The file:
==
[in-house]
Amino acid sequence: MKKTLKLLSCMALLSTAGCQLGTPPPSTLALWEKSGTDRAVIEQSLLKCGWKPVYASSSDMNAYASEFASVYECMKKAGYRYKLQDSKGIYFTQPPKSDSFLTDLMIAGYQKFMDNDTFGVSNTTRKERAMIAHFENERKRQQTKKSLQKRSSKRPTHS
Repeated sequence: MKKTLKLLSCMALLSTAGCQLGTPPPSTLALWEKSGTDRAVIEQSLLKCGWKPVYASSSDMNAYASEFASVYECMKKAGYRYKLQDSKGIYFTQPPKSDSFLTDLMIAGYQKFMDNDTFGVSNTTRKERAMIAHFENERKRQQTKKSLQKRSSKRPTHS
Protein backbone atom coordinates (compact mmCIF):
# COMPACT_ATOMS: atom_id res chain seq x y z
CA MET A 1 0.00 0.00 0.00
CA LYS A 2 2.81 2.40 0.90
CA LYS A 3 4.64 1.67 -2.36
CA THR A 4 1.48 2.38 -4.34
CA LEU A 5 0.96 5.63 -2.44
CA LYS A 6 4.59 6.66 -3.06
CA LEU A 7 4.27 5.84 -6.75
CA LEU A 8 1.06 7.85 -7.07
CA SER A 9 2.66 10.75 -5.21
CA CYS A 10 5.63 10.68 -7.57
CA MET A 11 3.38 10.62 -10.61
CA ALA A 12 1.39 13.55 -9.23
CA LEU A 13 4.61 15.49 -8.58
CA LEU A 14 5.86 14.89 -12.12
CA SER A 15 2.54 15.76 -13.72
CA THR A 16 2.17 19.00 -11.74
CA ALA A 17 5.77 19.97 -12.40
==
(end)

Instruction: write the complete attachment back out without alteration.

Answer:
[in-house]
Amino acid sequence: MKKTLKLLSCMALLSTAGCQLGTPPPSTLALWEKSGTDRAVIEQSLLKCGWKPVYASSSDMNAYASEFASVYECMKKAGYRYKLQDSKGIYFTQPPKSDSFLTDLMIAGYQKFMDNDTFGVSNTTRKERAMIAHFENERKRQQTKKSLQKRSSKRPTHS
Repeated sequence: MKKTLKLLSCMALLSTAGCQLGTPPPSTLALWEKSGTDRAVIEQSLLKCGWKPVYASSSDMNAYASEFASVYECMKKAGYRYKLQDSKGIYFTQPPKSDSFLTDLMIAGYQKFMDNDTFGVSNTTRKERAMIAHFENERKRQQTKKSLQKRSSKRPTHS
Protein backbone atom coordinates (compact mmCIF):
# COMPACT_ATOMS: atom_id res chain seq x y z
CA MET A 1 0.00 0.00 0.00
CA LYS A 2 2.81 2.40 0.90
CA LYS A 3 4.64 1.67 -2.36
CA THR A 4 1.48 2.38 -4.34
CA LEU A 5 0.96 5.63 -2.44
CA LYS A 6 4.59 6.66 -3.06
CA LEU A 7 4.27 5.84 -6.75
CA LEU A 8 1.06 7.85 -7.07
CA SER A 9 2.66 10.75 -5.21
CA CYS A 10 5.63 10.68 -7.57
CA MET A 11 3.38 10.62 -10.61
CA ALA A 12 1.39 13.55 -9.23
CA LEU A 13 4.61 15.49 -8.58
CA LEU A 14 5.86 14.89 -12.12
CA SER A 15 2.54 15.76 -13.72
CA THR A 16 2.17 19.00 -11.74
CA ALA A 17 5.77 19.97 -12.40